Brixton Station Platform Pieces

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Above: Figure on the Victoria-bound platform.

Three figures have been seen waiting on the platforms of Brixton Station since 1986 and they are still waiting patiently to this day. The realistic figures, of course, are sculptures forming an original installation of art called ‘Platform Pieces’. The sculptures were made by Kevin Atherton (1959- ). They were unveiled on 30 June 1986 by Sir Hugh Casson as part of a £1m renovation of the station – a collaboration between British Rail, the London Borough of Lambeth and the Department of the Environment.

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Above: Figure on the Orpington-bound platform.

Adverts were placed locally for volunteers to be the sculptor’s models. The three successful applicants were Peter Lloyd, Joy Battick and Karin Heistermann, one having signed up at the station and two at a local community centre. An old ticket office on the station platform was converted into a studio so that Atherton could make plaster moulds of his three volunteers. The moulds were then cast in bronze using the ‘lost wax’ process.

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Above: Figure on the now disused platform.

It is believed that they were the first sculptures made of black British people. Two of the sculptures face each other across the two platforms that are in public use. A third figure stands on the disused platform which once served the Catford Loop Line. The three figures have been placed so that they are almost in line with each other. An ugly metal fence now divides the two female figures so that the alignment is not so easy to see.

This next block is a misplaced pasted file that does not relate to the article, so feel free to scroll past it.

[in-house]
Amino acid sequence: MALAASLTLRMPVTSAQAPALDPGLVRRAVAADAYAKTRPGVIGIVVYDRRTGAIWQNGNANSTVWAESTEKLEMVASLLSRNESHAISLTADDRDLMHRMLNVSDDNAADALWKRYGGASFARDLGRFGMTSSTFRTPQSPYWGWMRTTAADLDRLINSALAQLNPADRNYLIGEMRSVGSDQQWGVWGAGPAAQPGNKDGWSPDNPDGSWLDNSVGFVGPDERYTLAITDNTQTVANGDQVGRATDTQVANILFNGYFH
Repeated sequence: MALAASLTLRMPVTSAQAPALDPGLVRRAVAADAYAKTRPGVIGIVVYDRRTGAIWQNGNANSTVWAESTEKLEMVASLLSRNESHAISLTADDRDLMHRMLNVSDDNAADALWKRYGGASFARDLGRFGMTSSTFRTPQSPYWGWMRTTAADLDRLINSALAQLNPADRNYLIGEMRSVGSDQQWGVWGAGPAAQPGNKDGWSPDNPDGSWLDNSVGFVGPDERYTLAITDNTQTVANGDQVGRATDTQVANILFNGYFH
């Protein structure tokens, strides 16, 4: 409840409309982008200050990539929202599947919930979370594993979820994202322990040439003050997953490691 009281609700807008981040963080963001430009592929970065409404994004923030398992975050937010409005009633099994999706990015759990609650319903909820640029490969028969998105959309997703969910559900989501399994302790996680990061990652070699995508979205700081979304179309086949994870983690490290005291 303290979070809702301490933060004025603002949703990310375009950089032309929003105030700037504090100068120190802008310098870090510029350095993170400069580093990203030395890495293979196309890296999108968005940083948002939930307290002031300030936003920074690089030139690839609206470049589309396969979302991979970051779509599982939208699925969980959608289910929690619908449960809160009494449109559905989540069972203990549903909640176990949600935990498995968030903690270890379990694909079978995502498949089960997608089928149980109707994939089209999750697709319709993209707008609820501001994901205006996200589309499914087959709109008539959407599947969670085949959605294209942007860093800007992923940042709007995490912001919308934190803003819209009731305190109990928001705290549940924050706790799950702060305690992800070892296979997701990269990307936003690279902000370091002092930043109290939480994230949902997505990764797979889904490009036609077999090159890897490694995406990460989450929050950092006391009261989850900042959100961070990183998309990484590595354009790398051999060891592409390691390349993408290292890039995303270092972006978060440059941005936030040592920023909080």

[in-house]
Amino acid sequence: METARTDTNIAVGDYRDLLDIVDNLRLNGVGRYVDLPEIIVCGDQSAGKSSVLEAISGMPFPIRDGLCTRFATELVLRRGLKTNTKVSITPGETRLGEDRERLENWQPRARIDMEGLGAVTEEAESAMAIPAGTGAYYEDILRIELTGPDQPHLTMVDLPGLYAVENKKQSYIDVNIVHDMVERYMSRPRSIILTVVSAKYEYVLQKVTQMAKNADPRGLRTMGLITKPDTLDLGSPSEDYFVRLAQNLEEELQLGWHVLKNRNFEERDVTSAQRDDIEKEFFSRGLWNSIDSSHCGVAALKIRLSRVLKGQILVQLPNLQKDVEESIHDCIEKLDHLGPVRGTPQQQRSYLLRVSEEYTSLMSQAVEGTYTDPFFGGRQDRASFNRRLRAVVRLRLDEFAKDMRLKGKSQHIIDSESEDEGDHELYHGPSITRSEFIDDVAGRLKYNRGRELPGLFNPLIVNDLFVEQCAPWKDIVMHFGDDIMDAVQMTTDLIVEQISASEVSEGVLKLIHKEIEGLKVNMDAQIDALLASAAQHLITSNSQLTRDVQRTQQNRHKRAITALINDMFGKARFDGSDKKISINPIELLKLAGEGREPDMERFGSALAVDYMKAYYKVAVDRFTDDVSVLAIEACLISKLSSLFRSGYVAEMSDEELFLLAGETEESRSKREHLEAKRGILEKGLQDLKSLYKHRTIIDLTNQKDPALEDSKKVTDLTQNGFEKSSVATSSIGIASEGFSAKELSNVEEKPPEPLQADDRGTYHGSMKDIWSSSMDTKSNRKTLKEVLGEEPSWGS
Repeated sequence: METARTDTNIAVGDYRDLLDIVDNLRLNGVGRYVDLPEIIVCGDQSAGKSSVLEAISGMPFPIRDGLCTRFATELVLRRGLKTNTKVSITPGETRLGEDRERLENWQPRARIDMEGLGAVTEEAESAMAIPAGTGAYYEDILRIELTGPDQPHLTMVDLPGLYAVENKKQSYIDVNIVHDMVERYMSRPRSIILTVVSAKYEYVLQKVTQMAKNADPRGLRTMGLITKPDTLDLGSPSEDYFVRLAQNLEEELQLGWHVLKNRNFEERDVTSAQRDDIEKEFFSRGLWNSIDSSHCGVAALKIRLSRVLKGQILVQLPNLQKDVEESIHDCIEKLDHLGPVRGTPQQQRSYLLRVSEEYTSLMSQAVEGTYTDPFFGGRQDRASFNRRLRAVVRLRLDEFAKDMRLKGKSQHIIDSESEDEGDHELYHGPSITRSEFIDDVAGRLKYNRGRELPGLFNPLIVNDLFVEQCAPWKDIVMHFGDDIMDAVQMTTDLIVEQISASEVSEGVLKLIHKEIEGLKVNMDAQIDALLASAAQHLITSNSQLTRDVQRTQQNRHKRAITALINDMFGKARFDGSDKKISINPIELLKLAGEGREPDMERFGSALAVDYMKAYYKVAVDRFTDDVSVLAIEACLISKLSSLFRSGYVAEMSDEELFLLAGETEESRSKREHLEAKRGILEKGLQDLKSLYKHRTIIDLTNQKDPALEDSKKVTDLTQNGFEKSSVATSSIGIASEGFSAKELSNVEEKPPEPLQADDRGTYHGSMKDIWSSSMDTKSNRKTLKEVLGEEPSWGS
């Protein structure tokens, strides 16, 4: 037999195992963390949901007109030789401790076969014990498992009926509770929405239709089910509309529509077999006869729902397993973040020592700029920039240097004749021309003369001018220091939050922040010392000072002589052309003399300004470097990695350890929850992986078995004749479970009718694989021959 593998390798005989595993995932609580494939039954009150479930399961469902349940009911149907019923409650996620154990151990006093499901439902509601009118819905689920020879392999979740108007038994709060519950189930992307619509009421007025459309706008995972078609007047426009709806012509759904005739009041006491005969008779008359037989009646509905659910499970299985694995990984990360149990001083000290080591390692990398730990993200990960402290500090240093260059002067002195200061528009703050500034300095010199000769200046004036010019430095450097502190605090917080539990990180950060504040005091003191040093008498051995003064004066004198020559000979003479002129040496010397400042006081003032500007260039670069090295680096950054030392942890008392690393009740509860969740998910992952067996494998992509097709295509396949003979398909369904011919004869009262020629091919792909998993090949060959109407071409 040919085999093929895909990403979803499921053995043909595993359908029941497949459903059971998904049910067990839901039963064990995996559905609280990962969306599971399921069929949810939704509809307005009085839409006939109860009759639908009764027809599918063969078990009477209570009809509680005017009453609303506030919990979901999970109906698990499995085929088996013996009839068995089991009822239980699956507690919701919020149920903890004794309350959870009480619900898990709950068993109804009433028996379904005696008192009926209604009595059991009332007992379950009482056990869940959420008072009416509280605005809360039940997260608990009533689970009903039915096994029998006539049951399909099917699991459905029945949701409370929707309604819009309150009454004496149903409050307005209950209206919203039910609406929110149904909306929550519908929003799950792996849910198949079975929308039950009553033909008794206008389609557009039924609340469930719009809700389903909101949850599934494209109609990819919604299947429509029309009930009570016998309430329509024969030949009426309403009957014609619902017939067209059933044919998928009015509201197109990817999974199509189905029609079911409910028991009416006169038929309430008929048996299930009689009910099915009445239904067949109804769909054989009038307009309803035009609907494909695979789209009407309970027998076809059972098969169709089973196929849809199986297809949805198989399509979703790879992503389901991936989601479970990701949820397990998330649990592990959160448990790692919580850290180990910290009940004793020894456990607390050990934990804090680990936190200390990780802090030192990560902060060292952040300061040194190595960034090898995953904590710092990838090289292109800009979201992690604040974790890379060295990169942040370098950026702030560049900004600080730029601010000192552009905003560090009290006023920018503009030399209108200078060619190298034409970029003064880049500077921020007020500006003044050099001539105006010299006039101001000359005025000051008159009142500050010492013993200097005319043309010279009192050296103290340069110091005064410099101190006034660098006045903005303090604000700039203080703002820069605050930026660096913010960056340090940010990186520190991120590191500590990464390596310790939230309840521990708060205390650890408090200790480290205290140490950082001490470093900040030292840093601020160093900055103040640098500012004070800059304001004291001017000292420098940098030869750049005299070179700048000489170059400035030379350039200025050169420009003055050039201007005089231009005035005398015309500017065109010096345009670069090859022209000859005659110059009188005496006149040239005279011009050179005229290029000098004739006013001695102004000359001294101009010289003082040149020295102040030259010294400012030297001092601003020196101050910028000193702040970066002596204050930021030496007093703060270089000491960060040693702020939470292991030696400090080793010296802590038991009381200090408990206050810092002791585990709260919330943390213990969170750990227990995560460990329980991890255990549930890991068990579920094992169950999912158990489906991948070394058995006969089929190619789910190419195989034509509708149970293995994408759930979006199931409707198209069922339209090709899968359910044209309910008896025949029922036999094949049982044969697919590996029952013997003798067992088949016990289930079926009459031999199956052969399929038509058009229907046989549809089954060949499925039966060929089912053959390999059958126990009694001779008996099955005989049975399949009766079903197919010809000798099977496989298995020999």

On the Victoria-bound platform is the figure of a casually dressed man, standing at the back of the platform leaning against the station’s brick wall. He folds his arms and bends his right leg to rest his foot on the brickwork. By his left foot, his bag rests on the platform itself. Opposite him, near the edge of the Orpington-bound platform is a woman holding a shopping bag in her left hand. Standing on the third platform (which is now disused) is a third figure of a woman with her sports bag on the platform at her side. The three figures are deployed in a straight line running at right angles to the track.

The whole idea of sculptures on a station is to be commended. It is to be hoped that more works of art appear on other stations in the coming years. The Docklands Light Railway (DLR) have played their part in commissioning works of art for several stations on their network but they are mainly in the form of murals. London Underground have sponsored several projects on their stations – like Sherlock Holmes motifs on the side-walls of the platforms on Baker Street Underground Station. The walls and platforms of London stations are seen by millions of commuters each year and any form of artwork to brighten up the environment is certainly to be welcomed.


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